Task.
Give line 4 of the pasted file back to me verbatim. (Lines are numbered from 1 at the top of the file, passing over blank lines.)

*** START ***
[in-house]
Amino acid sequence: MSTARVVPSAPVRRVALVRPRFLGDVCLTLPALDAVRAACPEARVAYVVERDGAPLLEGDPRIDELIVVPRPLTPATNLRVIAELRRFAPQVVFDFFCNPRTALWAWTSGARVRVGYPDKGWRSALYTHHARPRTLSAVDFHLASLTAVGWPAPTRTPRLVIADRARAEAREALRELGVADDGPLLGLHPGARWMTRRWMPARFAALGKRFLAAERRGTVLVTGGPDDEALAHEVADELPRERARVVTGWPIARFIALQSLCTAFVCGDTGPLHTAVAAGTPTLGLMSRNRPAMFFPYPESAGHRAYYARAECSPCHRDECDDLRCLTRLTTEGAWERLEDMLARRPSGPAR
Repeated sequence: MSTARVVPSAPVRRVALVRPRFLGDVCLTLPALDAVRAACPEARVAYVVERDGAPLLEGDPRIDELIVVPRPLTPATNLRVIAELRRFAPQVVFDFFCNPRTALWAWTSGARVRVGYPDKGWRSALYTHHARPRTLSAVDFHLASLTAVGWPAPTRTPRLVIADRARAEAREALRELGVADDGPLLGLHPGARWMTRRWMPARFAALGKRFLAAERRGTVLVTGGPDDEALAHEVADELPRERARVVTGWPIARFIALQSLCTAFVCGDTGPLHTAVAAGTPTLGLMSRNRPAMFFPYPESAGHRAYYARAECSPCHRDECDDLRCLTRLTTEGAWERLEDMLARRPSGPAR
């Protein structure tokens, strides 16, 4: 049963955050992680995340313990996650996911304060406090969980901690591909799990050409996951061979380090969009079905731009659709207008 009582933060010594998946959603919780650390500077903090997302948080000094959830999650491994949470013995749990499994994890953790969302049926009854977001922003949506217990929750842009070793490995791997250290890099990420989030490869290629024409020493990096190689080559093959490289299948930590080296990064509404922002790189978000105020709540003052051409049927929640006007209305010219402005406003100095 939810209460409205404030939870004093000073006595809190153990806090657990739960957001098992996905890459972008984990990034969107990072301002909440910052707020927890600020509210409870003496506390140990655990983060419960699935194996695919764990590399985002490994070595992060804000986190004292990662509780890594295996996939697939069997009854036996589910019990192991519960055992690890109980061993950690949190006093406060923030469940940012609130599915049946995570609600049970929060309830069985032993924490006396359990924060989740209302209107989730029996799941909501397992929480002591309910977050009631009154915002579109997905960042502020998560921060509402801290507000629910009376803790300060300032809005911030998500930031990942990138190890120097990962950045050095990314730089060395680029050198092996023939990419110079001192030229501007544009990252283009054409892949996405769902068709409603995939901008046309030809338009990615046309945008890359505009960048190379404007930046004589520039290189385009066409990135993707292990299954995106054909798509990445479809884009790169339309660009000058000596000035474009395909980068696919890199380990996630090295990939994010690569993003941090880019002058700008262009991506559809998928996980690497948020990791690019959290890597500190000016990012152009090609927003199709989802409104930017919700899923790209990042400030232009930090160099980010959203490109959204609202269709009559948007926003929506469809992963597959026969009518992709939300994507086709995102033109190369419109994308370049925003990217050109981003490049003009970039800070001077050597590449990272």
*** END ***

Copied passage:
């Protein structure tokens, strides 16, 4: 049963955050992680995340313990996650996911304060406090969980901690591909799990050409996951061979380090969009079905731009659709207008 009582933060010594998946959603919780650390500077903090997302948080000094959830999650491994949470013995749990499994994890953790969302049926009854977001922003949506217990929750842009070793490995791997250290890099990420989030490869290629024409020493990096190689080559093959490289299948930590080296990064509404922002790189978000105020709540003052051409049927929640006007209305010219402005406003100095 939810209460409205404030939870004093000073006595809190153990806090657990739960957001098992996905890459972008984990990034969107990072301002909440910052707020927890600020509210409870003496506390140990655990983060419960699935194996695919764990590399985002490994070595992060804000986190004292990662509780890594295996996939697939069997009854036996589910019990192991519960055992690890109980061993950690949190006093406060923030469940940012609130599915049946995570609600049970929060309830069985032993924490006396359990924060989740209302209107989730029996799941909501397992929480002591309910977050009631009154915002579109997905960042502020998560921060509402801290507000629910009376803790300060300032809005911030998500930031990942990138190890120097990962950045050095990314730089060395680029050198092996023939990419110079001192030229501007544009990252283009054409892949996405769902068709409603995939901008046309030809338009990615046309945008890359505009960048190379404007930046004589520039290189385009066409990135993707292990299954995106054909798509990445479809884009790169339309660009000058000596000035474009395909980068696919890199380990996630090295990939994010690569993003941090880019002058700008262009991506559809998928996980690497948020990791690019959290890597500190000016990012152009090609927003199709989802409104930017919700899923790209990042400030232009930090160099980010959203490109959204609202269709009559948007926003929506469809992963597959026969009518992709939300994507086709995102033109190369419109994308370049925003990217050109981003490049003009970039800070001077050597590449990272």